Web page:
Recently, NAA sat down with Sandy Slade, president of Skillastics, to talk about how the pandemic has affected how she serves her clients.
Some facts about how we learn: 80 percent of what we know is acquired through listening, which is closely connected with reading comprehension.
Across the nation, afterschool programs provide opportunities for young people to explore their interests and learn new skills. Afterschool programs are uniquely positioned to offer education and opportunity through hands-on, minds-on learning—without the pressures that sometimes accompany the school day.
Imagine the potential of empowering the 10.2 million children in afterschool programs with science, technology, engineering and math (STEM) skills, while providing them with opportunities to eat healthy and stay active.
Today, girls in the United States are far less likely than boys to achieve the recommended amounts of physical activity—by age 14, girls are dropping out of sports at two times the rate of boys. Research shows, however, that girls and women who play sports have higher levels of confidence and self-esteem, lower levels of depression, a more positive body image, and overall higher states of psychological well-being.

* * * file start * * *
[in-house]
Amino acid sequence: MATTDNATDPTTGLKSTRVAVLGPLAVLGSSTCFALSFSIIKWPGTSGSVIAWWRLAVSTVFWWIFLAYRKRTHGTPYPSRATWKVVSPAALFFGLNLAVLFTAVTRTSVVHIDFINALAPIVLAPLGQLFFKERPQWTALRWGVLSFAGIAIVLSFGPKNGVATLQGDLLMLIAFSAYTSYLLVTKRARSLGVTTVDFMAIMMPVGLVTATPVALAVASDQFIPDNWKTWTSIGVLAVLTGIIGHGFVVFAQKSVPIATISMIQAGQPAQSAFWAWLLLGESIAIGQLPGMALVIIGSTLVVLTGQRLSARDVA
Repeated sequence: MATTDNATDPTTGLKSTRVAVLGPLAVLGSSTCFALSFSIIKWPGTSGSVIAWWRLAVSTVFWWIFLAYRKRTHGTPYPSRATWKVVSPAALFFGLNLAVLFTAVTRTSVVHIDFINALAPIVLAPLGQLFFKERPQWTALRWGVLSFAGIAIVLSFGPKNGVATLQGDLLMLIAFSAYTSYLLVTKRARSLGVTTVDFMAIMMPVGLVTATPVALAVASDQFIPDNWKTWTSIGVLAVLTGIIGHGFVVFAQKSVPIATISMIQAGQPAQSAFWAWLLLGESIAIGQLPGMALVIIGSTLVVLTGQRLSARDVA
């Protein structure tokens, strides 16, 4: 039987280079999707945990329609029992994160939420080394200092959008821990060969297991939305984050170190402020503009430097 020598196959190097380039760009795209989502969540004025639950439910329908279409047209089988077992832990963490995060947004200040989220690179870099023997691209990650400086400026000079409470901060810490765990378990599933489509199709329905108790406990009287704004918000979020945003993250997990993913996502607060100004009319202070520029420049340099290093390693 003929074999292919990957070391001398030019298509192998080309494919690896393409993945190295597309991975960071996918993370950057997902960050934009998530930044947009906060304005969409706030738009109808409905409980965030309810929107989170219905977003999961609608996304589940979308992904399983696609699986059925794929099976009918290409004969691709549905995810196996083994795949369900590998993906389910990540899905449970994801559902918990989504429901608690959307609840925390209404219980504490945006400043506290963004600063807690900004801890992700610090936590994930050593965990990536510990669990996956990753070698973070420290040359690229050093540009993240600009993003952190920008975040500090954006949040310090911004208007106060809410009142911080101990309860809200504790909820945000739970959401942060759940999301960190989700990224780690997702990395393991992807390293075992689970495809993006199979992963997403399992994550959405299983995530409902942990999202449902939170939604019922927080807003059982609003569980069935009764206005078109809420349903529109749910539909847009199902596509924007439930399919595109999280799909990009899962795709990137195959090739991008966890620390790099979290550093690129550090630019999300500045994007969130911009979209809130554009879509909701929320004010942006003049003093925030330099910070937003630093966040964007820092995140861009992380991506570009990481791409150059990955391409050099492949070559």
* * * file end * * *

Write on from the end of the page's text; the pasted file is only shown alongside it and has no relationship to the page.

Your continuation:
The research is clear: If we want students to succeed academically, we need to teach them to take care of their bodies and encourage them to exercise regularly.
Young people today face a health crisis—unhealthy eating habits and decreased physical activity have led to skyrocketing obesity rates. Not long ago, young people walked to school, enjoyed long recesses and spent a lot of time outside.
The National AfterSchool Association (NAA) received the Alliance for a Healthier Generation's Healthy Out-of-School Time Hero Award. The award recognizes an integral community organization that contributes to the healthy development of its youth by focusing on healthy eating and physical activity.
Afterschool programs have significant potential to promote healthy eating and physical activity for the 10.2 million US children they serve, according to a new volume of New Directions for Youth Development (NDYD) focused on health and afterschool.